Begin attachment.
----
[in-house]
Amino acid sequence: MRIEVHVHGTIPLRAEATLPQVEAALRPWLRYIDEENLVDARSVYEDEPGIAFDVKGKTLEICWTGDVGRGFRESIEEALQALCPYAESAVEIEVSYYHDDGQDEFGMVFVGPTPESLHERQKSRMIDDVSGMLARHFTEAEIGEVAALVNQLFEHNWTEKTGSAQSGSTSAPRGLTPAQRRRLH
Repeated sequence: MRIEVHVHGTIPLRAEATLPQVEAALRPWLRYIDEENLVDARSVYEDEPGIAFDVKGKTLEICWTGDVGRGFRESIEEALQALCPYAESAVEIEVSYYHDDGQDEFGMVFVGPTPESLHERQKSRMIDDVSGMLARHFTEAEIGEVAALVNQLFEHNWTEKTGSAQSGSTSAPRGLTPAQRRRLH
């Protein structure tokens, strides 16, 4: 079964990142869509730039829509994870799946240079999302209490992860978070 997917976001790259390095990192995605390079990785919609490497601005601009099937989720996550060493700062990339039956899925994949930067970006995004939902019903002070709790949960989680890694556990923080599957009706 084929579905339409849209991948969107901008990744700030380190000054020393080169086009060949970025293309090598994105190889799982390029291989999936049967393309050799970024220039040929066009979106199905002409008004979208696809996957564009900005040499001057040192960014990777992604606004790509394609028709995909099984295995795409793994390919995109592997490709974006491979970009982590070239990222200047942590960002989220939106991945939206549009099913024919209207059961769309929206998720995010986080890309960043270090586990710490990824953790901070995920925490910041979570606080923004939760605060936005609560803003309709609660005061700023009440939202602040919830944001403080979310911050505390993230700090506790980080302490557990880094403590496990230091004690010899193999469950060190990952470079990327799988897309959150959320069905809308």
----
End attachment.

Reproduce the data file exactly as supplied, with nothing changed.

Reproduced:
[in-house]
Amino acid sequence: MRIEVHVHGTIPLRAEATLPQVEAALRPWLRYIDEENLVDARSVYEDEPGIAFDVKGKTLEICWTGDVGRGFRESIEEALQALCPYAESAVEIEVSYYHDDGQDEFGMVFVGPTPESLHERQKSRMIDDVSGMLARHFTEAEIGEVAALVNQLFEHNWTEKTGSAQSGSTSAPRGLTPAQRRRLH
Repeated sequence: MRIEVHVHGTIPLRAEATLPQVEAALRPWLRYIDEENLVDARSVYEDEPGIAFDVKGKTLEICWTGDVGRGFRESIEEALQALCPYAESAVEIEVSYYHDDGQDEFGMVFVGPTPESLHERQKSRMIDDVSGMLARHFTEAEIGEVAALVNQLFEHNWTEKTGSAQSGSTSAPRGLTPAQRRRLH
């Protein structure tokens, strides 16, 4: 079964990142869509730039829509994870799946240079999302209490992860978070 997917976001790259390095990192995605390079990785919609490497601005601009099937989720996550060493700062990339039956899925994949930067970006995004939902019903002070709790949960989680890694556990923080599957009706 084929579905339409849209991948969107901008990744700030380190000054020393080169086009060949970025293309090598994105190889799982390029291989999936049967393309050799970024220039040929066009979106199905002409008004979208696809996957564009900005040499001057040192960014990777992604606004790509394609028709995909099984295995795409793994390919995109592997490709974006491979970009982590070239990222200047942590960002989220939106991945939206549009099913024919209207059961769309929206998720995010986080890309960043270090586990710490990824953790901070995920925490910041979570606080923004939760605060936005609560803003309709609660005061700023009440939202602040919830944001403080979310911050505390993230700090506790980080302490557990880094403590496990230091004690010899193999469950060190990952470079990327799988897309959150959320069905809308």